When news of a new Les Miserables adaptation broke last year, it’s doubtful that any of us immediately cheered. There are so many versions of this story out there, including an award-winning 2012 feature film with an all-star cast. We probably all assumed that if Hugo’s work still has anything interesting left to say, we’ve pretty much seen it already.
Well, Masterpiece is here to prove us all wrong about that. This sumptuous new take on Les Mis feels like something entirely different from its very first episode, fueled by an unexpectedly gritty realism and an honest eye toward the real world these characters inhabit. But it must be said early and often that those of us – cough cough yours truly cough – who possess an inordinate love for Cameron Mackintosh’s popular stage version of this story, well, we’ve got a bit of adjusting to do.
If you only know Hugo’s story from the musical adaptation, this new installment is going to feel very strange. (And not just because there’s no singing.) Its premiere episode is entirely comprised of events that occur before the story told in the musical kicks off, and which are primarily mentioned only in passing in the songs. Generally, this TV adaptation is better for it, particularly as the decision to explicitly show us the ways that Fantine’s dreamy idealism and the brutality Valjean faces shapes both of them is a good one. But by the time the episode closes, Marius and Cossette are still children, Valjean has just realized that he needs to change his life, and it’s only been a year since Napoleon was defeated at Waterloo.
Les Miserables’ first episode does its best to put the necessary pieces in place for the future, however. We meet Jean Valjean while he’s serving the final leg of a 19 year prison sentence, and though there are glimmers of the man he was and will become again – his decision to save a fellow prisoner’s life, his refusal to look away from the injustice that is one of his fellow inmates being shot – he also seems almost feral, grunting and growling and shouting rather than communicating. And given the way that that this society treats him, you kind of can’t blame him for his obvious devolution, no matter how unattractive it is to watch. (Props to actor Dominic West for just throwing himself into the ratty disgustingness of this part of the series, I guess. He looks like he crawled out of a drain.)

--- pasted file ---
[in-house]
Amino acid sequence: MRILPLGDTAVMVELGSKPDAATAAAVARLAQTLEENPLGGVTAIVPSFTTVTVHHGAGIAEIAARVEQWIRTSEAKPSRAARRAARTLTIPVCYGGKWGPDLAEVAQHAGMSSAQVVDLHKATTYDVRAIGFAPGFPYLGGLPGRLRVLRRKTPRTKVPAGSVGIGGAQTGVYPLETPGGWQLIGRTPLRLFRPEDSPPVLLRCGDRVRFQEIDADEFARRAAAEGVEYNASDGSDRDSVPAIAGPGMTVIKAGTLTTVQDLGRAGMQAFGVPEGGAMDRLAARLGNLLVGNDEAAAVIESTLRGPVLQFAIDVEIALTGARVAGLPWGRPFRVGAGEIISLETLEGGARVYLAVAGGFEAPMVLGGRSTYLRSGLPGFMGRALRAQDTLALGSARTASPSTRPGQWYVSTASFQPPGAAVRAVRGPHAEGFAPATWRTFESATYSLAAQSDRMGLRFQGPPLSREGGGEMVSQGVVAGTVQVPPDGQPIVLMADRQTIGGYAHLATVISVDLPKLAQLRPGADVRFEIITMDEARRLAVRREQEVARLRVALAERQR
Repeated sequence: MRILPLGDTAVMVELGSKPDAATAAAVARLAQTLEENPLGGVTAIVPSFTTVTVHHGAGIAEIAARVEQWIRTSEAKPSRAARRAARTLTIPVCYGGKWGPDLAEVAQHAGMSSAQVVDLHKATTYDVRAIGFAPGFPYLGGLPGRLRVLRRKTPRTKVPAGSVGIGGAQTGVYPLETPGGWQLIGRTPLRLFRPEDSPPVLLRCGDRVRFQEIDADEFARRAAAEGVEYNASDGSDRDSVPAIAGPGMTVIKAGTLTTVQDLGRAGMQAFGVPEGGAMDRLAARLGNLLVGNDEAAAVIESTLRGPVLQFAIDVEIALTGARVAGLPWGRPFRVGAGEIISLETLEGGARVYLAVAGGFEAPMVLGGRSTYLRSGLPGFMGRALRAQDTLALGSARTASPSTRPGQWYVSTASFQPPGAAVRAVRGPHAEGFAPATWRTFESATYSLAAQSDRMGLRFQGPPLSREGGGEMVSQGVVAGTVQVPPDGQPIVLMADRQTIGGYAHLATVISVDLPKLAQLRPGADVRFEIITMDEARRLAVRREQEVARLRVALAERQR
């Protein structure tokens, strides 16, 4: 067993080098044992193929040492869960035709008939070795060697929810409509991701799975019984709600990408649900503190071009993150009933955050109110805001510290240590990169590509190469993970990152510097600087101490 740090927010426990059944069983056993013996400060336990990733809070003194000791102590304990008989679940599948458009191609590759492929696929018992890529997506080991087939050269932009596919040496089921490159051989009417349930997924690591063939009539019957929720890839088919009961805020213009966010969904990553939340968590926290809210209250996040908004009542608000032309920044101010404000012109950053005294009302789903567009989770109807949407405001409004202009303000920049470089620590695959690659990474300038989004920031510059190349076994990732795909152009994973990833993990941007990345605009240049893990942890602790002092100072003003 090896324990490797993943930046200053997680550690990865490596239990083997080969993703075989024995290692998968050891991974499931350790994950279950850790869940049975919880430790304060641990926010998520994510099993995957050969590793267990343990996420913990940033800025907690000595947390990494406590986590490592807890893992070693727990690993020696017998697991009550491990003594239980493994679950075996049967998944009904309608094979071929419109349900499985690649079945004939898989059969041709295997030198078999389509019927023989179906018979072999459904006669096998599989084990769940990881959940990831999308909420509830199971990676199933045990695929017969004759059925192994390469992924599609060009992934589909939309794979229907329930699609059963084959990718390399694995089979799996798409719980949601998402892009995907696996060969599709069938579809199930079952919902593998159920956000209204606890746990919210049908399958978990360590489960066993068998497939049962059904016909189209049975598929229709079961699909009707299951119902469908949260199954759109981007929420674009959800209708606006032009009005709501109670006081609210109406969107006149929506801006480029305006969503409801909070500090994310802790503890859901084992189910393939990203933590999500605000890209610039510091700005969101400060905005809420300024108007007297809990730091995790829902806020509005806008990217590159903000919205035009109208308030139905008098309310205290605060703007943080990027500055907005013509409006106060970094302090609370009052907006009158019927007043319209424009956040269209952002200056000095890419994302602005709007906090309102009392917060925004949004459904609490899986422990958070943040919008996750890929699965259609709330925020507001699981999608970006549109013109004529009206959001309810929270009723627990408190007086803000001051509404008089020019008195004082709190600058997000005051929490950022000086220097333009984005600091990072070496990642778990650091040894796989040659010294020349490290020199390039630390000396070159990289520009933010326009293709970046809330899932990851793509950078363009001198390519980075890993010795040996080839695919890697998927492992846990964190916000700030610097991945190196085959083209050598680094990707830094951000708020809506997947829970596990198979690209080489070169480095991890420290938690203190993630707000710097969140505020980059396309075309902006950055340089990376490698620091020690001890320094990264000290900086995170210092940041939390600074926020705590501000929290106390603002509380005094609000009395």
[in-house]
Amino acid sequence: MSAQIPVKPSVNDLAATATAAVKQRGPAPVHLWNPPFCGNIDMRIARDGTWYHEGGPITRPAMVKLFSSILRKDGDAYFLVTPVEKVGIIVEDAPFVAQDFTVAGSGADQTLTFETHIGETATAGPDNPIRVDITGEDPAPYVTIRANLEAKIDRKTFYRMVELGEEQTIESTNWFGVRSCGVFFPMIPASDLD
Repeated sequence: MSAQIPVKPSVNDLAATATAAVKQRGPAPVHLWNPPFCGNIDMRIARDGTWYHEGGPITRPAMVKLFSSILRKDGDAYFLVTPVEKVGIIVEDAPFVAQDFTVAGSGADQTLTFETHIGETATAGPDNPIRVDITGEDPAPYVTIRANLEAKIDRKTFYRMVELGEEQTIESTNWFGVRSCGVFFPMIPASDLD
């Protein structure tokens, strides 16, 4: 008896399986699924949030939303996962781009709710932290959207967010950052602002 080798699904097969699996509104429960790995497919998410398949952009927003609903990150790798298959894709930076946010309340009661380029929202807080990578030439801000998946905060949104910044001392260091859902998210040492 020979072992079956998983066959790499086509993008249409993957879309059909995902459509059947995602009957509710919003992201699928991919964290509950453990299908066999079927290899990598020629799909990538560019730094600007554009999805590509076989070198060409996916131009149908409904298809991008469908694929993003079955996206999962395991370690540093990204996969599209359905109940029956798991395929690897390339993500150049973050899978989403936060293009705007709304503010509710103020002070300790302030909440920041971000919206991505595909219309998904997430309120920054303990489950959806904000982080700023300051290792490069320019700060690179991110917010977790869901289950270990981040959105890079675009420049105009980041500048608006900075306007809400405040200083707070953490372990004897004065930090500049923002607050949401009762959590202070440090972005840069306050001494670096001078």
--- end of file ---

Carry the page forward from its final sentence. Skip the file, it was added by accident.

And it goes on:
The arrival of an almost too-good-to-be true priest determined to see the best in everyone is a twist that’s almost too precious for the sort of world that this Les Miserables is building. But Derek Jacobi sells the heck out of the man who literally buys Valjean’s soul for God with a figurative thirty pieces of silver (or candlesticks, as it were). So much so that his clear and obvious faith feels aspirational rather than naïve. Smartly, Les Miserables puts some space between Monseigneur Muriel and Valjean’s ultimate desire to change – and also has him steal change from a small child in the meantime – and the distance is enough to believe that this one act of kindness has likely saved, and changed, a man’s life.
Elsewhere, we meet Fantine, a beautiful young working class woman who – as all girls in stories like this do – believes that her life can become something more than its current state. Unfortunately, also as most girls in stories like this do, she believes that the secret to attaining that better, different life is a man. (Spoiler alert: It isn’t.)
She and her two besties fall in with what is obviously a trio of posh boys slumming it in Paris. Her friends seem to realize that these men are trash and behave accordingly, using them for fun and profit as often as possible. But Fantine is won over by sleazy Felix reading her poetry and promising her a life together and subsequently ignores all the warning signs that he, too, is a garbage person. (Such as, for example, his repeated mentioning of the fact that he’d totally understand and not be mad at all if Fantine dumped him, like, any day now, and found someone else.)
“The ground we walk on isn’t solid ground,” says Favourite, trying to warn her friend about the innate awfulness of the men they’ve chosen to befriend. “Maybe it isn’t always like that,” says Fantine, her eyes full of shining hope. “Yes it is,” Favourite says, harshly but not incorrectly. “It is always like that.”
It is, of course, actually always like that.
Felix and his friends literally vanish in the middle of a dinner party, leaving only a letter for the women they’ve been sleeping with for over a year. (Is this like a 19th century text message breakup?? It’s horrible!) Fantine is left with a broken heart, an illegitimate daughter, and a flat her awful baby daddy probably didn’t even pay the rent on for the rest of the month.
It’s easy to view Fantine as a gullible idiot here – and the musical version of Les Mis does her no favors on this score – but one of the benefits to spending so much time with her in this episode is that it’s suddenly much easier to understand her choices. We’ve all been young and in love and full of the surety that the person we’ve chosen would never hurt us.
Fantine is wrong, and it will ultimately cost her her life, and that feels more real and heartbreaking than it ever has in this moment.
What did you think of the Les Miserables premiere? How do you feel about this darker and distinctly less musical take on the story? Let’s discuss in the comments. (And FYI: If you can't wait to see the rest of the series, you can stream all of Les Miserables right now with WETA Passport!)